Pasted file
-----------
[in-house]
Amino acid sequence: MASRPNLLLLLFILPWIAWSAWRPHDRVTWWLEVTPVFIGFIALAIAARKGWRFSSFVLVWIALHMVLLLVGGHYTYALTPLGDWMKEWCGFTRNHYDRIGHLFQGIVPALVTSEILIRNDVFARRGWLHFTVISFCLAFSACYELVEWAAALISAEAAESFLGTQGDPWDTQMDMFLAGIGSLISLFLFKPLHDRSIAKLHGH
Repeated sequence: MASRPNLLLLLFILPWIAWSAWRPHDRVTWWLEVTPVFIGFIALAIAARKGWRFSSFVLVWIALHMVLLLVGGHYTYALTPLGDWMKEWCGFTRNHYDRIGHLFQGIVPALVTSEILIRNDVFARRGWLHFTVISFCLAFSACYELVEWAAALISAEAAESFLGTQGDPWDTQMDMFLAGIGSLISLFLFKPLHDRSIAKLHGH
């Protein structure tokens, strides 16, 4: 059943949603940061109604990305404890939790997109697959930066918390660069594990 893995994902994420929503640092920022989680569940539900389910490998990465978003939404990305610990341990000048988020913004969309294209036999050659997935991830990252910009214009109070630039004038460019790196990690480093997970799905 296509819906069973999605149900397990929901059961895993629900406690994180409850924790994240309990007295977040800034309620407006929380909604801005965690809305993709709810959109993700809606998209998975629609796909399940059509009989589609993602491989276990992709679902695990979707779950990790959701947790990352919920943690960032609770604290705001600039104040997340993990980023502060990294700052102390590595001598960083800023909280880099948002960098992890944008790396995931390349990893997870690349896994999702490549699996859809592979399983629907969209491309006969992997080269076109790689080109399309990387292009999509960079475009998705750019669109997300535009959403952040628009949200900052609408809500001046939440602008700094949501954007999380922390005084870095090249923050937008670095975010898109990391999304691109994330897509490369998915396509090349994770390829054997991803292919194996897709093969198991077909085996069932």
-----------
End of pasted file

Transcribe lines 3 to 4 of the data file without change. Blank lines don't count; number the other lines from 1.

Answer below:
Repeated sequence: MASRPNLLLLLFILPWIAWSAWRPHDRVTWWLEVTPVFIGFIALAIAARKGWRFSSFVLVWIALHMVLLLVGGHYTYALTPLGDWMKEWCGFTRNHYDRIGHLFQGIVPALVTSEILIRNDVFARRGWLHFTVISFCLAFSACYELVEWAAALISAEAAESFLGTQGDPWDTQMDMFLAGIGSLISLFLFKPLHDRSIAKLHGH
């Protein structure tokens, strides 16, 4: 059943949603940061109604990305404890939790997109697959930066918390660069594990 893995994902994420929503640092920022989680569940539900389910490998990465978003939404990305610990341990000048988020913004969309294209036999050659997935991830990252910009214009109070630039004038460019790196990690480093997970799905 296509819906069973999605149900397990929901059961895993629900406690994180409850924790994240309990007295977040800034309620407006929380909604801005965690809305993709709810959109993700809606998209998975629609796909399940059509009989589609993602491989276990992709679902695990979707779950990790959701947790990352919920943690960032609770604290705001600039104040997340993990980023502060990294700052102390590595001598960083800023909280880099948002960098992890944008790396995931390349990893997870690349896994999702490549699996859809592979399983629907969209491309006969992997080269076109790689080109399309990387292009999509960079475009998705750019669109997300535009959403952040628009949200900052609408809500001046939440602008700094949501954007999380922390005084870095090249923050937008670095975010898109990391999304691109994330897509490369998915396509090349994770390829054997991803292919194996897709093969198991077909085996069932």